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Physics - Computer Science - 12.06.2024
A route to scalable Majorana qubits
A route to scalable Majorana qubits
Researchers at QuTech have found a way to make Majorana particles in a two-dimensional plane. This was achieved by creating devices that exploit the combined material properties of superconductors and semiconductors. The inherent flexibility of this new 2D platform should allow one to perform experiments with Majoranas that were previously inaccessible.

Life Sciences - Physics - 10.06.2024
Meike Bos investigated how lungs transport mucus by using physics
Applying physics to better understand complicated biological processes: that is what Meike Bos did during her PhD. She used computer models to investigate how ciliated cells in the airways move to ensure that mucus can be transported. Her research, culminating in a successful dissertation defense on 29 May, highlights the power of computational modeling in addressing complex biological phenomena.

Physics - Chemistry - 29.05.2024
World record reduction in photon emission
Recently, a team of chemists, mathematicians, physicists and nano-engineers at the University of Twente in the Netherlands developed the ultimate device to control the emission of photons with unprecedented precision. This technology could lead to more efficient miniature light sources, sensitive sensors, and stable quantum bits for quantum computing.

Physics - Materials Science - 21.05.2024
Strings that can vibrate forever (kind of)
Strings that can vibrate forever (kind of)
Researchers from TU Delft and Brown University have engineered string-like resonators capable of vibrating longer at ambient temperature than any previously known solid-state object - approaching what is currently only achievable near absolute zero temperatures. Their study, published in Nature Communications , pushes the edge of nanotechnology and machine learning to make some of the world's most sensitive mechanical sensors.

Chemistry - Physics - 16.05.2024
Nanobubble research to improve green hydrogen production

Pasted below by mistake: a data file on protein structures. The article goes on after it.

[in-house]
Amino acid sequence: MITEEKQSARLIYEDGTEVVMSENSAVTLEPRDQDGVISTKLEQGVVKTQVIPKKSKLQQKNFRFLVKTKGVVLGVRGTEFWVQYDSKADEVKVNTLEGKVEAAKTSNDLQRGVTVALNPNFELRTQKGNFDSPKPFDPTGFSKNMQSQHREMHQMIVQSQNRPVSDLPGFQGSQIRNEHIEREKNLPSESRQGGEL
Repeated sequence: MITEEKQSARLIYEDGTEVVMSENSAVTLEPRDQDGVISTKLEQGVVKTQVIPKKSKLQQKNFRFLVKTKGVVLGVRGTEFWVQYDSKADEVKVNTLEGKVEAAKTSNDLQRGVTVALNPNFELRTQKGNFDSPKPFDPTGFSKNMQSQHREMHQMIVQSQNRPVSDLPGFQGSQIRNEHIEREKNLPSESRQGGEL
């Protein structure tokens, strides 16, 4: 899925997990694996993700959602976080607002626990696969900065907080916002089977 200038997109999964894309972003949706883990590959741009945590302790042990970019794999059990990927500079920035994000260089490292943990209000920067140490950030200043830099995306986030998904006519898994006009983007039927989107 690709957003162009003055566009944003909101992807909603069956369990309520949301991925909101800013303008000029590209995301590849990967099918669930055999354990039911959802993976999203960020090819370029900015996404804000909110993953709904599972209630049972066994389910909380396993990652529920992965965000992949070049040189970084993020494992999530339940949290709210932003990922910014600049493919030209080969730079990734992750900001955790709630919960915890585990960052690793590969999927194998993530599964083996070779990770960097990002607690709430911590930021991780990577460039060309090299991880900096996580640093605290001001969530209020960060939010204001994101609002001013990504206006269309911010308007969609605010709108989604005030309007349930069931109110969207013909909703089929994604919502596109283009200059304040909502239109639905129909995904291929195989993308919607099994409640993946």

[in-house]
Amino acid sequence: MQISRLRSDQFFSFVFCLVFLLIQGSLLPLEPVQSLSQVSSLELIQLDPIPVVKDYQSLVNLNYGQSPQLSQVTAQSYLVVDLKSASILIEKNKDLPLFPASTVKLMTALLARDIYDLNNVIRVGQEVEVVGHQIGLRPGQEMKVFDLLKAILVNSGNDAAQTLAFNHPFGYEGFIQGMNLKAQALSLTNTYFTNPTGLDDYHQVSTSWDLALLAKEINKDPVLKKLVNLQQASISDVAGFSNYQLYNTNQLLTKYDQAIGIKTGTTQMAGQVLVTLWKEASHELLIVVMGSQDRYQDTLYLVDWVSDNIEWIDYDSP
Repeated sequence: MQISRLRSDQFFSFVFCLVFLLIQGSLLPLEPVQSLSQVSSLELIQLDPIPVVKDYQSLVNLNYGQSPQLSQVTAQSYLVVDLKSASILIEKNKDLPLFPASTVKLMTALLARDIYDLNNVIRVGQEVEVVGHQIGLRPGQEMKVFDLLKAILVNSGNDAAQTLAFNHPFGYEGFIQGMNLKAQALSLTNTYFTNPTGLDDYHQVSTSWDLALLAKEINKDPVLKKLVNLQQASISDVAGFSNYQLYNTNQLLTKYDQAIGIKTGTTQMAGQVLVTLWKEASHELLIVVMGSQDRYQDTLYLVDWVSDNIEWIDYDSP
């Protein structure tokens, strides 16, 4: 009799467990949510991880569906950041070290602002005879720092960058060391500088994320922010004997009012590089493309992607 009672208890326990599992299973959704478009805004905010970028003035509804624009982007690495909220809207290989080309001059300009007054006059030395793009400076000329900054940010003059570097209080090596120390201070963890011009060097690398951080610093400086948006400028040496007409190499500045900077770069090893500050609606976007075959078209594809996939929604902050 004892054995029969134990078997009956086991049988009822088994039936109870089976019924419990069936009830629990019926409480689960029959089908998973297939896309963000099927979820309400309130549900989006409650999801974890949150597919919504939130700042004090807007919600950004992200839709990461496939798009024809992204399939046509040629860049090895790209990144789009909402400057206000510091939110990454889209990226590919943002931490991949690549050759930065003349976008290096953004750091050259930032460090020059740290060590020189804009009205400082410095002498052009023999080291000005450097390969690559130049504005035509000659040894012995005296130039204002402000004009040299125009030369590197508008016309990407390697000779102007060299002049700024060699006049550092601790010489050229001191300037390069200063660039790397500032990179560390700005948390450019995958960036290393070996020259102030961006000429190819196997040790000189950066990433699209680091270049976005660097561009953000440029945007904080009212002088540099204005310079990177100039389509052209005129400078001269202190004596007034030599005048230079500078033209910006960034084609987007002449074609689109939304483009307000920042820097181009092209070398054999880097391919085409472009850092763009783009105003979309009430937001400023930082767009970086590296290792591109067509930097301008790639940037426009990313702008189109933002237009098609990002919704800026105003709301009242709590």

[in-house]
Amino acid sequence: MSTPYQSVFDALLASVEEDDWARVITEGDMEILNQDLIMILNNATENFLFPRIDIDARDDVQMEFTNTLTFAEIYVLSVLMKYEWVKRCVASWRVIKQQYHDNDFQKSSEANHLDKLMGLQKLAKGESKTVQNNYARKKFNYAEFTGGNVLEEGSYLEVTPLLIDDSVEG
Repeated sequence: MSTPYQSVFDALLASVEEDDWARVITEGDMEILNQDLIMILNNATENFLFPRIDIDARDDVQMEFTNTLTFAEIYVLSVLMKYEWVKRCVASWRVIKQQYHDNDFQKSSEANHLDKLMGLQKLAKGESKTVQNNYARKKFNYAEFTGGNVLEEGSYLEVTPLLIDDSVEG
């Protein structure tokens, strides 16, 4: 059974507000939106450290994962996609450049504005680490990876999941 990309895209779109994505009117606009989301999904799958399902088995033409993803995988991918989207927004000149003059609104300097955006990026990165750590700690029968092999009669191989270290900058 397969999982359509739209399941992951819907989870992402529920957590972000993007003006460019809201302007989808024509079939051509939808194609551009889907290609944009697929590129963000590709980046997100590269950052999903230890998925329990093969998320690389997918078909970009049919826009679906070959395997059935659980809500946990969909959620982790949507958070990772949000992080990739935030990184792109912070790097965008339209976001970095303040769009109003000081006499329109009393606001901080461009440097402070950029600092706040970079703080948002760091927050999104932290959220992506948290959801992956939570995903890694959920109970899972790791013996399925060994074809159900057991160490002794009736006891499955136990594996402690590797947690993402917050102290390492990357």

Nanobubble research to improve green hydrogen production
In a novel study , researchers of the University of Twente have made significant strides in understanding the behaviour of microand nanobubbles on electrodes during water electrolysis. This process is crucial for (green) hydrogen production. These tiny bubbles form on the electrodes, blocking the flow of electricity and reducing the efficiency of the reaction.

Physics - Health - 22.04.2024
A nanophotonic fiber-tip solution to detect the ultrasmall
A nanophotonic fiber-tip solution to detect the ultrasmall
Using an ultrasensitive photonic crystal, TU/e researchers were able to detect single particles down to 50 nanometers in diameter. The new research has just been published in the journal Optica. What do volcanic lava, fire smoke, automobile exhaust fumes, and printer toner have in common? They are all sources of ultrafine particles - particles with a diameter below 100 nanometers, which can pose serious health risks if inhaled.

Physics - Chemistry - 16.04.2024
Magnetism boosts hydrogen production in model catalysts
Researchers at the University of Twente have shown how to improve the efficiency of hydrogen production in an experimental setup. They showed that the magnetic order of the molecules plays a critical role. In the search for green hydrogen, the design of efficient catalyst materials that increase the efficiency and speed of the chemical reaction that produces (green) hydrogen is essential.